IF THIS WAS AN OLD PREACHER STORY
The old man sat on the steps of the Dorr Street Clinic and hoped they’d take his plasma and give him fifty bucks. If this was an old preacher story he’d be homeless, but he had a home in the back room of his daughter’s girlfriend’s house three streets back. He waited all afternoon for the nurse to come outside and call his name, but she never did. If this was an old preacher story, he’d fall asleep on the sidewalk and none of us would know his name, but the nurse knew his name and it was Clarence. Around five o’clock the security guard came over and gave him six bucks to get some cheap whisky from the liquor store next to the pizza shop. If this was an old preacher story, somebody would have given him a dime and not cared that it wasn’t enough to get some cheap whisky from the liquor store next to the pizza shop. After he got the whisky, he drank some of it and started walking home. If this was an old preacher story, a little child would run out in front of a speeding city garbage truck on Dorr Street, and if this was an old preacher story, the old man would run like we’d never seen him run before, throw his body in front of the dump truck, and push the child to the safety of the median in the split second before the dump truck crushed his head and body and all the bystanders gathered around to marvel at his sacrifice. But the old man was just walking home. It was getting dark, and he forgot to get some bread for his daughter and her girlfriend. He hoped they would leave him alone for not getting the bread. If this was an old preacher story, all the people of the city would gather for a grand memorial at Maplewood Cemetery, and an old preacher would deliver the news of the homeless man’s sacrifice, and remind the gathered how we can’t judge a man by his outward appearance. Something would stir in the heart of a small boy in the crowd, and he would begin to believe that the purpose of his life was to help those less fortunate. He would grow up to build a homeless shelter downtown, found a job training program, a rehabilitation center, a halfway house. But nobody died, no one was saved, no one bothered the old man on his walk home. When he reached the house, nobody asked about the bread. He went back to his drafty room, turned on the television, and drank some of his whisky. If this was an old preacher story, this could be your life, if you didn’t renew your mind. The consequences of sin haunt you even in the here and now. But there was a cop show on the television. A car chase, a sting operation, the bad guys got it in the end. The old man watched with pleasure, and he drank the whisky, and that brought him some pleasure. He went out into the living room and sat for a few minutes with his daughter and her girlfriend, and that brought him some pleasure. Sometimes he scratched up a dollar and bought a lottery ticket and hoped to win his millions, but if he did, he thought, this is what he’d do with it. Watch cop shows on television, drink his whisky, sit for awhile with his daughter and her girlfriend.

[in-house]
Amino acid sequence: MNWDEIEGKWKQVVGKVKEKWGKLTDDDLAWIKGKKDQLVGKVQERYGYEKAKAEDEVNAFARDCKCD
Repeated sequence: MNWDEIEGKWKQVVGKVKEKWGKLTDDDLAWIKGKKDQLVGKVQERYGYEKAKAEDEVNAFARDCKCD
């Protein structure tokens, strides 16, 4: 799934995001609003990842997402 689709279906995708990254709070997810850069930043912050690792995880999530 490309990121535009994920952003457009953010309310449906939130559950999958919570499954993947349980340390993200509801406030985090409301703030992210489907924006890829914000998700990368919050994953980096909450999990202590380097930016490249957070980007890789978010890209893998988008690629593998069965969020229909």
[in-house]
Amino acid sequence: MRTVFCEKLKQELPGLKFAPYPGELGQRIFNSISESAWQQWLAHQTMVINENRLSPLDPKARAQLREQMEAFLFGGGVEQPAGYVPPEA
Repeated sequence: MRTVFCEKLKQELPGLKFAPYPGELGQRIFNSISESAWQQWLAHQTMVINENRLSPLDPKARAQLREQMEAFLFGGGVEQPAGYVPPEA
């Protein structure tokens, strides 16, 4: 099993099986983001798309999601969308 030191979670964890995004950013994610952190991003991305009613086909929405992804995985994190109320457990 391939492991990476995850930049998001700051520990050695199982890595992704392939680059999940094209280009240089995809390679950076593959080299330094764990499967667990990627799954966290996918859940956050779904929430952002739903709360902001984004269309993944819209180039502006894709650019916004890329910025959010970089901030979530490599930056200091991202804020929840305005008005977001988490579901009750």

The Union Jack